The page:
Kachikwu lied, petrol scarcer, Nigerians in more agony

Two days after petrol queues was scheduled to disappear from Lagos metropolis and the commodity widely available, the stories of scarcity and agony have not changed.

In the metropolis of the megacity with over 20 million people, in the nooks and crannies of Nigeria’s commercial hub, torments and frustrations rule.

The promises made by Minister of State for Petroleum Resources, Dr. Ibe Kachikwu have been unfulfilled – and Nigerians whose businesses have suffered and collapsed, who are wasting valuable time in pursuit of petrol are angry. And they have labelled Kachikwu a liar who can’t solve a problem he’s in charge of.

Many are calling for his resignation since he’s unable to resolve this present petrol crisis.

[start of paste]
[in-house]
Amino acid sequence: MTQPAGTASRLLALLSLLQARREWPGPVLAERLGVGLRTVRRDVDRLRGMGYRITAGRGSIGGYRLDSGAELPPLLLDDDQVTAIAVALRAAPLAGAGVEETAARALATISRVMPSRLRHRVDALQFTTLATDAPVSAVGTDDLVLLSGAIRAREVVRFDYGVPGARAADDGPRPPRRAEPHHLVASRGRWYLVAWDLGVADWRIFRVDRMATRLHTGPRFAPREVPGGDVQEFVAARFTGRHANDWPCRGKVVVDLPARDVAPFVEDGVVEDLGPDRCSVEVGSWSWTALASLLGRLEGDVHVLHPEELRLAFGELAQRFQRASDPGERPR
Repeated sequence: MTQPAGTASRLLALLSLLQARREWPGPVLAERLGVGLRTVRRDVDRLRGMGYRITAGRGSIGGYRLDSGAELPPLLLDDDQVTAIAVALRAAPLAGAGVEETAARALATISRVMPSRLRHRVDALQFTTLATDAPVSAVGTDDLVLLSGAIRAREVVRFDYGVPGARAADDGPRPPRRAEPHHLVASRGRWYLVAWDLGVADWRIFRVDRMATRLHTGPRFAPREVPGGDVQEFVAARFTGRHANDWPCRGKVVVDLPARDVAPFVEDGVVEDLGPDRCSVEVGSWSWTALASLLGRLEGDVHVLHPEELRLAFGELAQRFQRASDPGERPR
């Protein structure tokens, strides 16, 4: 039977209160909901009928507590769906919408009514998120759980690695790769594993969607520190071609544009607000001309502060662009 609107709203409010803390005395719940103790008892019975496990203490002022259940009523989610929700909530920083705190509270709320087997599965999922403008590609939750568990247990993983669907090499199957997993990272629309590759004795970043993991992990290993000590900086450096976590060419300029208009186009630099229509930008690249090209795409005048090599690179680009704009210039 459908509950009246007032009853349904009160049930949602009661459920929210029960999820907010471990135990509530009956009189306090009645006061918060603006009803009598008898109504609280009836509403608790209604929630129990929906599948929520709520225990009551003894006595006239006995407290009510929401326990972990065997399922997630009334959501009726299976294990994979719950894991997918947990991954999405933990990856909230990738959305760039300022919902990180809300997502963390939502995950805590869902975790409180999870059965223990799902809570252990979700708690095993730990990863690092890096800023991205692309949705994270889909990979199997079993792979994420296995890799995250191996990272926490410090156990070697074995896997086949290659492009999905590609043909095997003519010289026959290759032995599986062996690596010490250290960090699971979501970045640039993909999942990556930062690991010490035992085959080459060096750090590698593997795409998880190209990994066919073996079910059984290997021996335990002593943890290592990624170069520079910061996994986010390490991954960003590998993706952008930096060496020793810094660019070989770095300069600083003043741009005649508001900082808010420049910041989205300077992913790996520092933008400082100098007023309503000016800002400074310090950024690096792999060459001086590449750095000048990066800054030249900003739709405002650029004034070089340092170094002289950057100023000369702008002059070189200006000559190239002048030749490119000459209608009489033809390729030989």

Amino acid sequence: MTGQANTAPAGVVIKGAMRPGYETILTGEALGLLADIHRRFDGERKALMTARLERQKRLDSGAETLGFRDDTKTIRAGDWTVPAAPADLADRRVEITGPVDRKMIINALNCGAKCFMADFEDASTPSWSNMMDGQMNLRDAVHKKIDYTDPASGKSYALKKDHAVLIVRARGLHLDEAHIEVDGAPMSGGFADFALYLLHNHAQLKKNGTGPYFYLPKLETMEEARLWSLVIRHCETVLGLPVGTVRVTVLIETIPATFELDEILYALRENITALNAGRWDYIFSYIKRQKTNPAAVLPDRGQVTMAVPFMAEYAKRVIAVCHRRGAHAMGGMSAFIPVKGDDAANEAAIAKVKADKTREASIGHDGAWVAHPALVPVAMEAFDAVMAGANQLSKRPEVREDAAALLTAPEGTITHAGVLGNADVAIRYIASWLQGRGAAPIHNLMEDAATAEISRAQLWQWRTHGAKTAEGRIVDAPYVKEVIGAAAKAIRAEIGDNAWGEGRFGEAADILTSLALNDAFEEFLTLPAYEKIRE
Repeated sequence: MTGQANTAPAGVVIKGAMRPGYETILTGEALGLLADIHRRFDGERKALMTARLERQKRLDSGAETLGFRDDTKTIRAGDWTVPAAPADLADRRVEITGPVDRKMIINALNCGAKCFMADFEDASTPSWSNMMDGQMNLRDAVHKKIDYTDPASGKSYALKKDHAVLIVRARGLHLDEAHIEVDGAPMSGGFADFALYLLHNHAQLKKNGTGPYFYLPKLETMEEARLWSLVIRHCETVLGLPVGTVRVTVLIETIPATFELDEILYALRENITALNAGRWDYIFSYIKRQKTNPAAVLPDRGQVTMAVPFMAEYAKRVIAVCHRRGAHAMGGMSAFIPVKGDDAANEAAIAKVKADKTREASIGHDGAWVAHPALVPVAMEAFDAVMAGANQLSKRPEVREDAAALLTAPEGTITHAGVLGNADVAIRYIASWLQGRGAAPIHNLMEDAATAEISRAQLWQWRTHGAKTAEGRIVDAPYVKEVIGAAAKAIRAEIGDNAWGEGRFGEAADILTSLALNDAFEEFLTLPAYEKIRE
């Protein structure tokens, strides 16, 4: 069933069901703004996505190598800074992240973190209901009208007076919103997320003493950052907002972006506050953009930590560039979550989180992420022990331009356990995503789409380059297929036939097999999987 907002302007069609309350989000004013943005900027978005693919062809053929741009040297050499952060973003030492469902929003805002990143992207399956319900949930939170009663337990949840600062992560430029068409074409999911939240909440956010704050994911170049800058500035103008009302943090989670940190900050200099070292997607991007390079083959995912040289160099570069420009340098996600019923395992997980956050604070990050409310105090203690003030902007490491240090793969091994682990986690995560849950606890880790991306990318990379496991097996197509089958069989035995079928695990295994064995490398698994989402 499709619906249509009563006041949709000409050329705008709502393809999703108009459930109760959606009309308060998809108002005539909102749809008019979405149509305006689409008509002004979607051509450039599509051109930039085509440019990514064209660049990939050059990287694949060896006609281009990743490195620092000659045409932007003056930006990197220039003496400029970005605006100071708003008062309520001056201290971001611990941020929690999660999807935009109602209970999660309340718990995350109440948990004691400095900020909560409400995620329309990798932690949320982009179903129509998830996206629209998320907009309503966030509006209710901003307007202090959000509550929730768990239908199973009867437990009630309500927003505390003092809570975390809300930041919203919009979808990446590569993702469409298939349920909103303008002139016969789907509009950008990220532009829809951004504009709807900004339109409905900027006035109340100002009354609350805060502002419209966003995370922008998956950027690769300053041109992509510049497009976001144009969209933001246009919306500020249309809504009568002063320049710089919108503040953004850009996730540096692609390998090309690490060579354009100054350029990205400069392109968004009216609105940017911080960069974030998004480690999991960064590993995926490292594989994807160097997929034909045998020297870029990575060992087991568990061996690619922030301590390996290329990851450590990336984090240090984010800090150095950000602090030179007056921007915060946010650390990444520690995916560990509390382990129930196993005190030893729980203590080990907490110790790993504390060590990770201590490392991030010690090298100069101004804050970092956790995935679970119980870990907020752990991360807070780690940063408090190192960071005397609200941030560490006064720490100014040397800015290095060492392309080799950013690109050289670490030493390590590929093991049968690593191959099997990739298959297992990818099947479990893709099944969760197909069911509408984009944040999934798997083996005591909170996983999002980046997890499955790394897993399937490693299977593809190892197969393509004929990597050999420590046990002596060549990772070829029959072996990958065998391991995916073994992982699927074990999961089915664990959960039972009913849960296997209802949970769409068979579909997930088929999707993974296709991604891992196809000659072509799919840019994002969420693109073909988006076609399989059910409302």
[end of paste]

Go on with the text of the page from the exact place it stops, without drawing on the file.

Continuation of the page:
In Ikeja area of Lagos, out of every ten petrol stations, there are long queues in two (and only one was dispensing).

Some have narrated how they spend more than eight hours on petrol queues.

An ‘uber’ driver told yesterday (Thursday, April 7, 2016) how he arrived a petrol station at 5 am and got the commodity at 3 pm (ten hours!).

Stories of sleeping at stations over night are common, with many vehicles lining for kilometers.

Those who can buy from the black market at between N170 to N250 per litre (with official price at N86.50) are grumbling.

Nigeria, the 6th and sometimes 7th largest producer of crude oil in the world, with four dilapidated refineries, has become the butt of jokes that no one laughs at.

With businesses in jeopardy, a large population of unemployed and millions of children out of school, the country is producing more people living below the poverty line faster than you can imagine.

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